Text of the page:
Prep Track and Field

Williamsburg boys' track team has high hopes

HS journalism: 8 seniors return to boost Raiders

Three members of Williamsburg’s 3,200 relay return this season, (from left) Treyton Deitrick, Nick Rotter and (far right) Drake Powell. Grayson Groepper (third from left) graduated. (Family photo)
Three members of Williamsburg’s 3,200 relay return this season, (from left) Treyton Deitrick, Nick Rotter and (far right) Drake Powell. Grayson Groepper (third from left) graduated. (Family photo)

WILLIAMSBURG — The Williamsburg boys’ track and field team is feeling quite enthusiastic about the outdoor season.

With plenty of returning state-tested talent, Coach Matt Matthes is feeling pretty optimistic.

“The ultimate goal of the season is always to have a successful state meet in Des Moines, where each individual and relay performs it’s best,” Matthes said. “We have a good nucleus coming back this year that competed at the state meet last year and we want to build upon that this season.”

Only one state-meet participant graduated last year. The returners are:

l 3,200-meter relay — Senior Treyton Deitrick, junior Nick Rotter and junior Drake Powell.

l 800 and 400 relays — Senior Mathyan Powell, senior Jacob Allen, senior Gage Hazen-Fabor and junior Kaden Wetjen.

l 100- and 200-meter dash — Hazen-Fabor.

This year’s senior class consists of eight athletes — sprinters Powell, Hazen-Fabor, Allen and Max Niemann, middle/long-distance runner Deitrick, and throwers Clayton Thurm, Jack Degen and Drew Cooke.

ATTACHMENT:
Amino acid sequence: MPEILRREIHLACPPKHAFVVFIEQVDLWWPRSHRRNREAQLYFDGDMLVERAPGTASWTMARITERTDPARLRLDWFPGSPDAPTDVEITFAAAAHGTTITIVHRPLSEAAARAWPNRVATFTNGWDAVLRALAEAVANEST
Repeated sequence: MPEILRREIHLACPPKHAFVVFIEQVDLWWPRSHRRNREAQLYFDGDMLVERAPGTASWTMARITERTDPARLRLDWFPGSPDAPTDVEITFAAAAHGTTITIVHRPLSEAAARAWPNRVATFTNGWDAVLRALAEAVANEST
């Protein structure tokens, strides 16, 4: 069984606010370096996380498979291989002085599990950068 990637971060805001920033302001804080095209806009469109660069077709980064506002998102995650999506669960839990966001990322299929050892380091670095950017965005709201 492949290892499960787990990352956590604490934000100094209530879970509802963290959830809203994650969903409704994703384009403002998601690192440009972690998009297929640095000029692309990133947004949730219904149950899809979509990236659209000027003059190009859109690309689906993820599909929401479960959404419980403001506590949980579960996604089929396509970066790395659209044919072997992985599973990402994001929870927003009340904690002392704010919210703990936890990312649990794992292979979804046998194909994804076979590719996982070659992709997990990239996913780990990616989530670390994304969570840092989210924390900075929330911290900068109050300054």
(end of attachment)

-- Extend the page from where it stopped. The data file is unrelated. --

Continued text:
“I feel great about the eight seniors that we have because they match up well with the strong junior class,” Matthes said. “The senior class has a good combination of throwers, sprinters and distance runners that give our team a good foundation for a successful squad.”

Six of the eight seniors are members of the teams fastest and likely state-bound events.

In total, the Raiders have 31 student-athletes out this season, and finding who works best where and when is a tall order to fill. Matthes believes it’s best done through trial and error.

“It is always a process trying to find the best lineup that gives athletes enough recovery time between events but also makes the team the most successful,” Matthes said. “There is a lot of trial and error along the way while creating lineups, but in the end, you find what works best your team and go from there.”

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This method has worked in finding many diamonds in the rough. For instance, former sprinters have turned into middle-distance runners. This is the case for all returning state 3,200 relay members.

It doesn’t just start and end with making lineups, however.

Matthes and the other like-minded coaches pride themselves in keeping the athletes prepared physically and mentally whether it’s right up until the race or weeks in advance.

“I think it’s a combination of challenging workouts and creating a team-first culture,” Matthes said. “When they are successful in practice and trust their training, it is easy to visualize and perform their event. Getting the athletes to believe in the team’s success over their own is a critical component of any coach as well.”

These coaches love their inspirational messages, videos and speeches, as many of their athletes can attest. But when you have been doing it as long as they have, and with success, you tend to shy away from second-guessing.

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